In their agreements, Maine DOT and SLR define broadly the passenger rail service that Maine DOT would acquire the rights to provide. But there is no evidence in the record at this time that exercise of these passenger rail operating rights would fall within the Board’s jurisdiction over transportation.[4] Maine DOT’s current passenger rail service plans do not contemplate, for example, the provision of service beyond state lines, either on its own or by through ticketing arrangements with another carrier. However, Maine DOT is studying its options at this time, and its plans are undefined. We emphasize that, as concrete plans for passenger rail service materialize, it will be incumbent upon the appropriate party or parties to determine whether Board authority is required and seek that authority as needed.[5]

 

This decision will not significantly affect either the quality of the human environment or the conservation of energy resources.

 

It is ordered:

 

1. Maine DOT’s petition for declaratory order is granted as discussed in this decision.

 

2. This decision will be effective on its service date.

 

By the Board, Chairman Elliott, Vice Chairman Mulvey, and Commissioner Nottingham.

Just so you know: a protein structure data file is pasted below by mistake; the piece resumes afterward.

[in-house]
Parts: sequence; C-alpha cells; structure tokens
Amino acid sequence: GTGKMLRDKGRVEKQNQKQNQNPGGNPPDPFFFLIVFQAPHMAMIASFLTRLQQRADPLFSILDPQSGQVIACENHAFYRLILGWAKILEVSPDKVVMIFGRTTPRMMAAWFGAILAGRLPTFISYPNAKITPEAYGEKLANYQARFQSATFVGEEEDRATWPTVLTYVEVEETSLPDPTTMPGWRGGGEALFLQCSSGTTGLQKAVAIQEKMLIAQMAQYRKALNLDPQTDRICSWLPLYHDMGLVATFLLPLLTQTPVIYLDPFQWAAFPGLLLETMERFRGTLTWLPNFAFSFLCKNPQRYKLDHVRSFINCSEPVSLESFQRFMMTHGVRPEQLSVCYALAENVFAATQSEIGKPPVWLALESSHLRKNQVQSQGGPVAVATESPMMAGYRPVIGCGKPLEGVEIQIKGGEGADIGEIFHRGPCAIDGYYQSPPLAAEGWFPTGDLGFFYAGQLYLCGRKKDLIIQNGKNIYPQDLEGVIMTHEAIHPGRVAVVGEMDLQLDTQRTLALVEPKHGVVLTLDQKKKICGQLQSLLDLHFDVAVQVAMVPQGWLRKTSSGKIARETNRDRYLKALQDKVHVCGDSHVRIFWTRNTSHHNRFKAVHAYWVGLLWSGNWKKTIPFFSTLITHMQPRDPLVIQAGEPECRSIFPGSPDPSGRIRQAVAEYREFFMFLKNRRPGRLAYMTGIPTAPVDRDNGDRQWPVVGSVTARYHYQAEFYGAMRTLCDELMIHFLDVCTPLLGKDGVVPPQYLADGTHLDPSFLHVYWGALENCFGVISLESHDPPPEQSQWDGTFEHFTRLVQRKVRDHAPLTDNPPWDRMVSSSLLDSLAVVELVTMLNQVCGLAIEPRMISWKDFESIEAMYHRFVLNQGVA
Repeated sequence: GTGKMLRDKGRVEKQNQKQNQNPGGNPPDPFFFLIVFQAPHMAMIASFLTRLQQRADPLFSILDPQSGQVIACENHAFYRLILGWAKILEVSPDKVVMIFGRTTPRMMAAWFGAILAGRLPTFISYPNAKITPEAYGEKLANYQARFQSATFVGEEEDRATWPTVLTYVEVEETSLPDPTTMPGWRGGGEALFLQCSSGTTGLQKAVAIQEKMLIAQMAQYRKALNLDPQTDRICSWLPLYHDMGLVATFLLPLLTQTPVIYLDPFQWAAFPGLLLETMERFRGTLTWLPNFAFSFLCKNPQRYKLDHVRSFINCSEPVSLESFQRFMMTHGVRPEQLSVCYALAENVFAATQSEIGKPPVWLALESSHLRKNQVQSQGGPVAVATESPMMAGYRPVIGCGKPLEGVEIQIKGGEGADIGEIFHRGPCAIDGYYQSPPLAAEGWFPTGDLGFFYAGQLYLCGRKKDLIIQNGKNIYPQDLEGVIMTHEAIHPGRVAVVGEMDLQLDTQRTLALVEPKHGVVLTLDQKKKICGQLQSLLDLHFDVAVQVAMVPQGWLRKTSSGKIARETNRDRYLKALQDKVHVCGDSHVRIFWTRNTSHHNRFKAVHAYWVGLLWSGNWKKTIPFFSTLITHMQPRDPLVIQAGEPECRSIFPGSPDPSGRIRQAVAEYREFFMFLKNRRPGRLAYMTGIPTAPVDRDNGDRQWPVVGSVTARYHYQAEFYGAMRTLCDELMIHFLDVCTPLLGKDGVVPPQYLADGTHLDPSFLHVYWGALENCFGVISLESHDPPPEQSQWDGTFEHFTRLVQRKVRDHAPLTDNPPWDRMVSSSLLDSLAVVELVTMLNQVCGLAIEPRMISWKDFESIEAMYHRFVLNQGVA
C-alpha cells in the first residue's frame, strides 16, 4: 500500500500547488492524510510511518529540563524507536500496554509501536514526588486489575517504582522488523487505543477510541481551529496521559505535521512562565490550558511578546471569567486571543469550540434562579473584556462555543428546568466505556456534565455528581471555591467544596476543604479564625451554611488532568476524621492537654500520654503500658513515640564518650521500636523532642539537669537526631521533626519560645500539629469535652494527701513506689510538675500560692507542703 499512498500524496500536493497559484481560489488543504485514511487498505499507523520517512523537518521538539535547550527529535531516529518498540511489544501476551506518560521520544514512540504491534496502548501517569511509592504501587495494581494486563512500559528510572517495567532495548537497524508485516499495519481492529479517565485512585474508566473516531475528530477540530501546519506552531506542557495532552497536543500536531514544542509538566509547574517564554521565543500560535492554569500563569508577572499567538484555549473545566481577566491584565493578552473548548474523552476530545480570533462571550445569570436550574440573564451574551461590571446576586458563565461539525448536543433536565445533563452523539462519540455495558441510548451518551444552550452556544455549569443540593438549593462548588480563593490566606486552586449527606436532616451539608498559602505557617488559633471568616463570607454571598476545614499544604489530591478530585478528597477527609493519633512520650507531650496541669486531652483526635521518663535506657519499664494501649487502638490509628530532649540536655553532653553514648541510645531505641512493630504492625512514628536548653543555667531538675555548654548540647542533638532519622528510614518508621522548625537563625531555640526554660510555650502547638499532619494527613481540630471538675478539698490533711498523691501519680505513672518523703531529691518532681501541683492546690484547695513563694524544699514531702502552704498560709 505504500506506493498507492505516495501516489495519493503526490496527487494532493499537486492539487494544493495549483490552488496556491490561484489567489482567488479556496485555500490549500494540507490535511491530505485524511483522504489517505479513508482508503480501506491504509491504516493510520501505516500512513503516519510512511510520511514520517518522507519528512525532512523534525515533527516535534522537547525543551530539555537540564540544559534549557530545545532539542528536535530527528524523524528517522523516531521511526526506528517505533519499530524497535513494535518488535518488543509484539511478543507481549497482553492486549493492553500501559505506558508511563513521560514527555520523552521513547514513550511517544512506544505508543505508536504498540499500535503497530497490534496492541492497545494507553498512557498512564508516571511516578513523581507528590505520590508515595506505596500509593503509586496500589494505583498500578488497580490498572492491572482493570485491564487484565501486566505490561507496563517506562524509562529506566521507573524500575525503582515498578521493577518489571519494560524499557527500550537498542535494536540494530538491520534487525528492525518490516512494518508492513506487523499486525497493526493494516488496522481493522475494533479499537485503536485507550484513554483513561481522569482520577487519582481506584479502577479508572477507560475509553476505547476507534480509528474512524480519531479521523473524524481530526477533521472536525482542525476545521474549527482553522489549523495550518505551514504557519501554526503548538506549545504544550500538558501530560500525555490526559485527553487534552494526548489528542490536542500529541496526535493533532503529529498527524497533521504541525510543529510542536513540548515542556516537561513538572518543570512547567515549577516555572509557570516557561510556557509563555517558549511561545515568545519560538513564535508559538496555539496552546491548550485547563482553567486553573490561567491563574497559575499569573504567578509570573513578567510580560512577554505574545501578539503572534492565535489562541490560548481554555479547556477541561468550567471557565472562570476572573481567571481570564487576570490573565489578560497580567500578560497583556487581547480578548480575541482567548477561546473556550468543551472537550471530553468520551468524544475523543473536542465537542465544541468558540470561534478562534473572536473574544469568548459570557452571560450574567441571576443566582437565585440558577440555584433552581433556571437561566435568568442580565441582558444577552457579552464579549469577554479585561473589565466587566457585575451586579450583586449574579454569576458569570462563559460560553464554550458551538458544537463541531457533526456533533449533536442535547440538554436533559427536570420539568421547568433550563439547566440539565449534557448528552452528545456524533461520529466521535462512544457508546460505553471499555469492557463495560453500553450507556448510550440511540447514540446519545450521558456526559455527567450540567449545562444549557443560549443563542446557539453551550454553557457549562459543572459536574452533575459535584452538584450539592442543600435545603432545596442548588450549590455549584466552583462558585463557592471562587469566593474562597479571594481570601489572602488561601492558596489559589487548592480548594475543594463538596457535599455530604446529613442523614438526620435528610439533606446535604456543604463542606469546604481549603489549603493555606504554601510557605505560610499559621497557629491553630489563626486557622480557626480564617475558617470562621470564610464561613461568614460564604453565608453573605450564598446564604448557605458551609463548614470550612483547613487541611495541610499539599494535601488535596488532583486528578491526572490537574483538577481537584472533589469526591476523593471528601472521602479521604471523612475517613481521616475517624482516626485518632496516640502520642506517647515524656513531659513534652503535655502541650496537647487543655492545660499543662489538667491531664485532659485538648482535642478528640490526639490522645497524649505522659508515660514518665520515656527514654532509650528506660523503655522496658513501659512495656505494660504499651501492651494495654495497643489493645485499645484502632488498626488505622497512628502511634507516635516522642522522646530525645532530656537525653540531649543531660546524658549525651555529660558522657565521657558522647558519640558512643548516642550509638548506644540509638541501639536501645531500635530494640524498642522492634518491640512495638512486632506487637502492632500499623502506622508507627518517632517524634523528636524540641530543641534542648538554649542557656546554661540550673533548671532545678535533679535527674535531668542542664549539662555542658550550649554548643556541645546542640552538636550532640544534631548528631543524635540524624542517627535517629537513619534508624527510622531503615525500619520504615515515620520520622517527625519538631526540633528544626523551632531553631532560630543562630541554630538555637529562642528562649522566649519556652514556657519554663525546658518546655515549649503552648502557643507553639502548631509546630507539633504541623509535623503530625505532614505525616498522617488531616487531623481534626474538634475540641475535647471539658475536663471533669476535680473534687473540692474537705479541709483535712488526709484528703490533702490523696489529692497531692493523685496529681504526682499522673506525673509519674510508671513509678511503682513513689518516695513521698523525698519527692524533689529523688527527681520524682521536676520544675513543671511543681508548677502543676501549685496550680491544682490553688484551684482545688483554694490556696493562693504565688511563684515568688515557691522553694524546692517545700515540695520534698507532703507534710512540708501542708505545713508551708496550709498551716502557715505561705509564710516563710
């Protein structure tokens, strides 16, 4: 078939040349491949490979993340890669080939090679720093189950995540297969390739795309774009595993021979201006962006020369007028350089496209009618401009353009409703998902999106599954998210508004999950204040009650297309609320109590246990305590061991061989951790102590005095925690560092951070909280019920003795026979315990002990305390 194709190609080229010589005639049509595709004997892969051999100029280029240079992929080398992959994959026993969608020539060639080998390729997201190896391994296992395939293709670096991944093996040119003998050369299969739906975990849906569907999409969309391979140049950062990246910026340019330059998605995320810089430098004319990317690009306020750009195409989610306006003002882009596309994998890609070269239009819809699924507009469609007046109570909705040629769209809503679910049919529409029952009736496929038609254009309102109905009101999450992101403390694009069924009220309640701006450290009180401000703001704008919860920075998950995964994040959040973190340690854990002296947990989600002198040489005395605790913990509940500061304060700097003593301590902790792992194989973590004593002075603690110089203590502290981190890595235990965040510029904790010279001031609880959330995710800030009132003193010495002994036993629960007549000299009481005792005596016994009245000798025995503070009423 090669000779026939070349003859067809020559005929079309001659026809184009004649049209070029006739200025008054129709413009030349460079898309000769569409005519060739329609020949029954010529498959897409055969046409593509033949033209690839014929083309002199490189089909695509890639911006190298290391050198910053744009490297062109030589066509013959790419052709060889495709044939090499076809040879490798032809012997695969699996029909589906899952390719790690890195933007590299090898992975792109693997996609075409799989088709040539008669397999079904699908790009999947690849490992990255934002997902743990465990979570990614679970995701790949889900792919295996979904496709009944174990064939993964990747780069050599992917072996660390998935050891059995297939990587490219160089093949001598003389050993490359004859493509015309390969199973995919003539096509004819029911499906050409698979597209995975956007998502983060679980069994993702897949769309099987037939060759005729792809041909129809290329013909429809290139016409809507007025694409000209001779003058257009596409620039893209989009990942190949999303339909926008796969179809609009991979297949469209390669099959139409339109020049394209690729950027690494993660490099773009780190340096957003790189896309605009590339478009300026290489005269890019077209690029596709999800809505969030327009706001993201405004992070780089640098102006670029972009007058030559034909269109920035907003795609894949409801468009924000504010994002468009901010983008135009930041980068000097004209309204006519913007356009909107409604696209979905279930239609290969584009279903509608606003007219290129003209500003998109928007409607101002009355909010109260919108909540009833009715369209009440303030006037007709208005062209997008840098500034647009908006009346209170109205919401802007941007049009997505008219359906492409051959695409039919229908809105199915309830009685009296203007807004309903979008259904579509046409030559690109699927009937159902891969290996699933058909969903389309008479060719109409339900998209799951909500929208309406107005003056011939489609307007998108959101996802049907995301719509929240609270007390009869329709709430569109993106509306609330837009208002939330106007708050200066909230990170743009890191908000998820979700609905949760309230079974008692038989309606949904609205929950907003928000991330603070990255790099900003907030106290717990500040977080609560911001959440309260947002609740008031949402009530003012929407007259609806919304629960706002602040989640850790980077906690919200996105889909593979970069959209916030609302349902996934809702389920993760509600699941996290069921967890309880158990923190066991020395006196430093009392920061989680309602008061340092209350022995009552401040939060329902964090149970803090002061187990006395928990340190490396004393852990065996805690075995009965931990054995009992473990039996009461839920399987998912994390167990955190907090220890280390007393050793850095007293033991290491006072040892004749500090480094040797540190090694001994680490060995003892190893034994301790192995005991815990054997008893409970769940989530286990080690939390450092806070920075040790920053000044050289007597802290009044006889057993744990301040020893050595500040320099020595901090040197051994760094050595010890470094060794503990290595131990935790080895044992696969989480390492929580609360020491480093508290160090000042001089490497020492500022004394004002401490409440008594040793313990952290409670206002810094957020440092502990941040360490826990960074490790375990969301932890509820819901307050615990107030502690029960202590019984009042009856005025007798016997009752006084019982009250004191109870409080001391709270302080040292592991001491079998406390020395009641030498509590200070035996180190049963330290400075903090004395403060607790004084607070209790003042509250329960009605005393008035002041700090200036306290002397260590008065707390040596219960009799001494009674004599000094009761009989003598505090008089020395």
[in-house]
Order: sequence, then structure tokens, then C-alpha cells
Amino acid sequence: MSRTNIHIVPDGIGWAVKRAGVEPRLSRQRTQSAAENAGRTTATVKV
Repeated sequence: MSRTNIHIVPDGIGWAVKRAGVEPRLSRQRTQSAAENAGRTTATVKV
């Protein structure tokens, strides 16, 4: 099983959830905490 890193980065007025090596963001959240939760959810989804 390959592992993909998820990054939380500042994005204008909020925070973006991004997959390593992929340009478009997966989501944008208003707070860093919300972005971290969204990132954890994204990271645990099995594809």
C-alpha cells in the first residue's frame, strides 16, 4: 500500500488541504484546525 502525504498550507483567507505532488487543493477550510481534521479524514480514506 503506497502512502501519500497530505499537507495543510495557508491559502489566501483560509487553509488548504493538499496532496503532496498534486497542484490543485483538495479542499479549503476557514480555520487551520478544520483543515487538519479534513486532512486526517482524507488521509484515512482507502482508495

[1] The digest constitutes no part of the decision of the Board but has been prepared for the convenience of the reader. It may not be cited to or relied upon as precedent. Policy Statement on Plain Language Digests in Decisions, EP 696 (STB served Sept. 2, 2010).

[2] Maine DOT states that a copy of its petition, and supplemental information and comments, has been served on this 1 active shipper, B&M Beans.

[3] Additionally, SLR has reserved the right to operate, or authorize a third party to operate, passenger rail service over the line, as long as such service can be accommodated with that provided by Maine DOT.

[4] See, e.g.,49 U.S.C. 10501(a) (Board has jurisdiction between a place in a state and a place in the same or another state as part of the interstate rail network); DesertXpress Enters., LLC—Petition for Declaratory Order, FD 34914 (STB served May 7, 2010) (DesertXpress).

[5] See, e.g., DesertXpress, slip op. at 3 (Board found that DesertXpress would need to seek Board authorization under 49 U.S.C. 10901 to construct and operate); Mass. Dep’t of Transp.—Acquis. Exemption—Certain Assets of CSX Transp., Inc., FD 35312, slip op. at 15 (STB served May 3, 2010) (future arrangements hampering freight rail common carrier obligation require state to obtain Board acquisition authority).